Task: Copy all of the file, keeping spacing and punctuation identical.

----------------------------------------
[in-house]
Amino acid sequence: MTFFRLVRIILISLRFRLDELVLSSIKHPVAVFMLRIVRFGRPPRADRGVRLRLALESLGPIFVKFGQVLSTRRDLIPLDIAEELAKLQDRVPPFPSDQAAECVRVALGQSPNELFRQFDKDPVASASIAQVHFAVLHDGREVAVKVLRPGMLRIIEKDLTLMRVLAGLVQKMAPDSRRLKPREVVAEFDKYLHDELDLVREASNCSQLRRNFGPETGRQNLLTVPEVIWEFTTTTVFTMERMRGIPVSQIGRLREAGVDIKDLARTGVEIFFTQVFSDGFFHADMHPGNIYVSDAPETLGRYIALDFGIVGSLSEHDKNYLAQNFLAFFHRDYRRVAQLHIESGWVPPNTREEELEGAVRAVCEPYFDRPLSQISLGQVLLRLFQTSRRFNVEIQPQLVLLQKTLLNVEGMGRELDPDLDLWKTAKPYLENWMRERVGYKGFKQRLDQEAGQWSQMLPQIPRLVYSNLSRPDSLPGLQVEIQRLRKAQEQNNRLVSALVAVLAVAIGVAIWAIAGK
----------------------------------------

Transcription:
[in-house]
Amino acid sequence: MTFFRLVRIILISLRFRLDELVLSSIKHPVAVFMLRIVRFGRPPRADRGVRLRLALESLGPIFVKFGQVLSTRRDLIPLDIAEELAKLQDRVPPFPSDQAAECVRVALGQSPNELFRQFDKDPVASASIAQVHFAVLHDGREVAVKVLRPGMLRIIEKDLTLMRVLAGLVQKMAPDSRRLKPREVVAEFDKYLHDELDLVREASNCSQLRRNFGPETGRQNLLTVPEVIWEFTTTTVFTMERMRGIPVSQIGRLREAGVDIKDLARTGVEIFFTQVFSDGFFHADMHPGNIYVSDAPETLGRYIALDFGIVGSLSEHDKNYLAQNFLAFFHRDYRRVAQLHIESGWVPPNTREEELEGAVRAVCEPYFDRPLSQISLGQVLLRLFQTSRRFNVEIQPQLVLLQKTLLNVEGMGRELDPDLDLWKTAKPYLENWMRERVGYKGFKQRLDQEAGQWSQMLPQIPRLVYSNLSRPDSLPGLQVEIQRLRKAQEQNNRLVSALVAVLAVAIGVAIWAIAGK